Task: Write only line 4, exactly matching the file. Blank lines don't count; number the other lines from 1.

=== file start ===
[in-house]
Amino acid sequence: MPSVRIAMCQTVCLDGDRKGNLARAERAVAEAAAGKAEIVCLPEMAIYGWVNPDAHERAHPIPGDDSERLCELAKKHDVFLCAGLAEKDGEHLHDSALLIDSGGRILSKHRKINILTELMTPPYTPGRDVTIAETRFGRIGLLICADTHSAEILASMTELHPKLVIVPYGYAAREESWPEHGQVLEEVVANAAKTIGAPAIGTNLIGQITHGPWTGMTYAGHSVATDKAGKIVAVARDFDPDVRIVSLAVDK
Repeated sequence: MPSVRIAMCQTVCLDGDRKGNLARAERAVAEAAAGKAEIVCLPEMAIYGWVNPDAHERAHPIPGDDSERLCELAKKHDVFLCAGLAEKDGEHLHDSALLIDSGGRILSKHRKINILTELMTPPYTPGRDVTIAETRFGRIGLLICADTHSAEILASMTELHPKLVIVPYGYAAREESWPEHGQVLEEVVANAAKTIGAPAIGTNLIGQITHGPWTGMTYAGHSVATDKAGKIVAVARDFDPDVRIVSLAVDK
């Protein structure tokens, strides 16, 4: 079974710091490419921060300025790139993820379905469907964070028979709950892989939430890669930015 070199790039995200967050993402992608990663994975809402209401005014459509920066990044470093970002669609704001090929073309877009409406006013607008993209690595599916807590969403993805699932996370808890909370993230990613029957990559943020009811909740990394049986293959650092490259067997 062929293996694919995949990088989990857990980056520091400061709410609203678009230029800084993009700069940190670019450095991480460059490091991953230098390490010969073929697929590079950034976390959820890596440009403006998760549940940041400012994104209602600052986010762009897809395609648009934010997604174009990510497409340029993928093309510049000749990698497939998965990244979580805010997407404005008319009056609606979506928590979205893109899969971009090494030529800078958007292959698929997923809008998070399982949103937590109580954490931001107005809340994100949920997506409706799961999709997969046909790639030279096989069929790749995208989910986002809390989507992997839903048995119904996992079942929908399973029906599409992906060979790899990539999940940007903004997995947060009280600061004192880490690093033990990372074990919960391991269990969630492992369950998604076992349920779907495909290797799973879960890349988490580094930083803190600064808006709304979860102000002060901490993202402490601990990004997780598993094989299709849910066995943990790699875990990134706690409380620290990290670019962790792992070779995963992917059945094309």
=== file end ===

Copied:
């Protein structure tokens, strides 16, 4: 079974710091490419921060300025790139993820379905469907964070028979709950892989939430890669930015 070199790039995200967050993402992608990663994975809402209401005014459509920066990044470093970002669609704001090929073309877009409406006013607008993209690595599916807590969403993805699932996370808890909370993230990613029957990559943020009811909740990394049986293959650092490259067997 062929293996694919995949990088989990857990980056520091400061709410609203678009230029800084993009700069940190670019450095991480460059490091991953230098390490010969073929697929590079950034976390959820890596440009403006998760549940940041400012994104209602600052986010762009897809395609648009934010997604174009990510497409340029993928093309510049000749990698497939998965990244979580805010997407404005008319009056609606979506928590979205893109899969971009090494030529800078958007292959698929997923809008998070399982949103937590109580954490931001107005809340994100949920997506409706799961999709997969046909790639030279096989069929790749995208989910986002809390989507992997839903048995119904996992079942929908399973029906599409992906060979790899990539999940940007903004997995947060009280600061004192880490690093033990990372074990919960391991269990969630492992369950998604076992349920779907495909290797799973879960890349988490580094930083803190600064808006709304979860102000002060901490993202402490601990990004997780598993094989299709849910066995943990790699875990990134706690409380620290990290670019962790792992070779995963992917059945094309």